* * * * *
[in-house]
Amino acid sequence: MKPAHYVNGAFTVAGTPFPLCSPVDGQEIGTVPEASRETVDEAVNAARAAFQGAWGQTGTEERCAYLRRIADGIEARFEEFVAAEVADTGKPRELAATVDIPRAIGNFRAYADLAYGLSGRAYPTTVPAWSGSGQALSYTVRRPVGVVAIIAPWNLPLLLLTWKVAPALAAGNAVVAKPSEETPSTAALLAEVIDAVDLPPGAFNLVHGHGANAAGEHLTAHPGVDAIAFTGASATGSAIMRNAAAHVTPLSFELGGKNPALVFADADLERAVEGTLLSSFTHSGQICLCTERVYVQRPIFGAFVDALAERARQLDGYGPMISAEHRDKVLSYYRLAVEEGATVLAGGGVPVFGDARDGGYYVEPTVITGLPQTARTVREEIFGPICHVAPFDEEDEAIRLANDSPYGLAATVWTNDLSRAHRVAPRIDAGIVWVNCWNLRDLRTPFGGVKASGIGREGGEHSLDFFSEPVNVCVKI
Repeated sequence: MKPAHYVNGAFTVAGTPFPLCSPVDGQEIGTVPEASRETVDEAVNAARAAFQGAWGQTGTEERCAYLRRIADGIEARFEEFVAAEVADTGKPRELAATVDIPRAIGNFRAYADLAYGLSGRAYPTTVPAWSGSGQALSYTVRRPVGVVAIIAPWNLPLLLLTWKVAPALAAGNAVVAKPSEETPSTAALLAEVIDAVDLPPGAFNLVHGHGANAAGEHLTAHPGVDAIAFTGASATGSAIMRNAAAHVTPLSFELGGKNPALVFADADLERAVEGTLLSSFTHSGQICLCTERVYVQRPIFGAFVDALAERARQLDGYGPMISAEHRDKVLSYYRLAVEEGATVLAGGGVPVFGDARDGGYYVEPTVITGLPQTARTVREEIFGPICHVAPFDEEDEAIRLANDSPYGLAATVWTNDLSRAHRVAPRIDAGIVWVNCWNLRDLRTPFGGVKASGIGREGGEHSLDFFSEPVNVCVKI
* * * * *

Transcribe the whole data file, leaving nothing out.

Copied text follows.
[in-house]
Amino acid sequence: MKPAHYVNGAFTVAGTPFPLCSPVDGQEIGTVPEASRETVDEAVNAARAAFQGAWGQTGTEERCAYLRRIADGIEARFEEFVAAEVADTGKPRELAATVDIPRAIGNFRAYADLAYGLSGRAYPTTVPAWSGSGQALSYTVRRPVGVVAIIAPWNLPLLLLTWKVAPALAAGNAVVAKPSEETPSTAALLAEVIDAVDLPPGAFNLVHGHGANAAGEHLTAHPGVDAIAFTGASATGSAIMRNAAAHVTPLSFELGGKNPALVFADADLERAVEGTLLSSFTHSGQICLCTERVYVQRPIFGAFVDALAERARQLDGYGPMISAEHRDKVLSYYRLAVEEGATVLAGGGVPVFGDARDGGYYVEPTVITGLPQTARTVREEIFGPICHVAPFDEEDEAIRLANDSPYGLAATVWTNDLSRAHRVAPRIDAGIVWVNCWNLRDLRTPFGGVKASGIGREGGEHSLDFFSEPVNVCVKI
Repeated sequence: MKPAHYVNGAFTVAGTPFPLCSPVDGQEIGTVPEASRETVDEAVNAARAAFQGAWGQTGTEERCAYLRRIADGIEARFEEFVAAEVADTGKPRELAATVDIPRAIGNFRAYADLAYGLSGRAYPTTVPAWSGSGQALSYTVRRPVGVVAIIAPWNLPLLLLTWKVAPALAAGNAVVAKPSEETPSTAALLAEVIDAVDLPPGAFNLVHGHGANAAGEHLTAHPGVDAIAFTGASATGSAIMRNAAAHVTPLSFELGGKNPALVFADADLERAVEGTLLSSFTHSGQICLCTERVYVQRPIFGAFVDALAERARQLDGYGPMISAEHRDKVLSYYRLAVEEGATVLAGGGVPVFGDARDGGYYVEPTVITGLPQTARTVREEIFGPICHVAPFDEEDEAIRLANDSPYGLAATVWTNDLSRAHRVAPRIDAGIVWVNCWNLRDLRTPFGGVKASGIGREGGEHSLDFFSEPVNVCVKI